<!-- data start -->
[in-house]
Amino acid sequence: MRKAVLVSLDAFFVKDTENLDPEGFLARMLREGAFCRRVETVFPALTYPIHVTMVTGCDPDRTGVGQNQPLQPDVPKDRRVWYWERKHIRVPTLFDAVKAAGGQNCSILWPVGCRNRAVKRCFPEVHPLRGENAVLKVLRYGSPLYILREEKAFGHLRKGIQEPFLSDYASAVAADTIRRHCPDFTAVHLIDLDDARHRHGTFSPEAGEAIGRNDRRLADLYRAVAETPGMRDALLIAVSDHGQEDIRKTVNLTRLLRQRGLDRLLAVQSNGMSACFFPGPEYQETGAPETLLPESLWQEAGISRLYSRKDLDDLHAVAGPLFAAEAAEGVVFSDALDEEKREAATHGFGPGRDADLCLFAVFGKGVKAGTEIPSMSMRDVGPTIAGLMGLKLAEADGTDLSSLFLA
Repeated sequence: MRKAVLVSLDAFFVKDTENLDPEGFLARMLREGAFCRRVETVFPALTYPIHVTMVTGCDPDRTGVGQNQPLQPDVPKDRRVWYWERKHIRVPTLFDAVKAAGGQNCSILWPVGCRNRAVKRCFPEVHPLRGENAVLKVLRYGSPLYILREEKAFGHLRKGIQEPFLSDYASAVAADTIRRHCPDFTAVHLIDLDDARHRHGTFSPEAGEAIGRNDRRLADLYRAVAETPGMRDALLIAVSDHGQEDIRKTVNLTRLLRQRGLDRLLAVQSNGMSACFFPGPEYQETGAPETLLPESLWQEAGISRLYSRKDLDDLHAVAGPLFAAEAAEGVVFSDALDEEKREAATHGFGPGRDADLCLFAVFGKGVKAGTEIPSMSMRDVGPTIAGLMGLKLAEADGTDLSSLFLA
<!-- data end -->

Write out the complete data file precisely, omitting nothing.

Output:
[in-house]
Amino acid sequence: MRKAVLVSLDAFFVKDTENLDPEGFLARMLREGAFCRRVETVFPALTYPIHVTMVTGCDPDRTGVGQNQPLQPDVPKDRRVWYWERKHIRVPTLFDAVKAAGGQNCSILWPVGCRNRAVKRCFPEVHPLRGENAVLKVLRYGSPLYILREEKAFGHLRKGIQEPFLSDYASAVAADTIRRHCPDFTAVHLIDLDDARHRHGTFSPEAGEAIGRNDRRLADLYRAVAETPGMRDALLIAVSDHGQEDIRKTVNLTRLLRQRGLDRLLAVQSNGMSACFFPGPEYQETGAPETLLPESLWQEAGISRLYSRKDLDDLHAVAGPLFAAEAAEGVVFSDALDEEKREAATHGFGPGRDADLCLFAVFGKGVKAGTEIPSMSMRDVGPTIAGLMGLKLAEADGTDLSSLFLA
Repeated sequence: MRKAVLVSLDAFFVKDTENLDPEGFLARMLREGAFCRRVETVFPALTYPIHVTMVTGCDPDRTGVGQNQPLQPDVPKDRRVWYWERKHIRVPTLFDAVKAAGGQNCSILWPVGCRNRAVKRCFPEVHPLRGENAVLKVLRYGSPLYILREEKAFGHLRKGIQEPFLSDYASAVAADTIRRHCPDFTAVHLIDLDDARHRHGTFSPEAGEAIGRNDRRLADLYRAVAETPGMRDALLIAVSDHGQEDIRKTVNLTRLLRQRGLDRLLAVQSNGMSACFFPGPEYQETGAPETLLPESLWQEAGISRLYSRKDLDDLHAVAGPLFAAEAAEGVVFSDALDEEKREAATHGFGPGRDADLCLFAVFGKGVKAGTEIPSMSMRDVGPTIAGLMGLKLAEADGTDLSSLFLA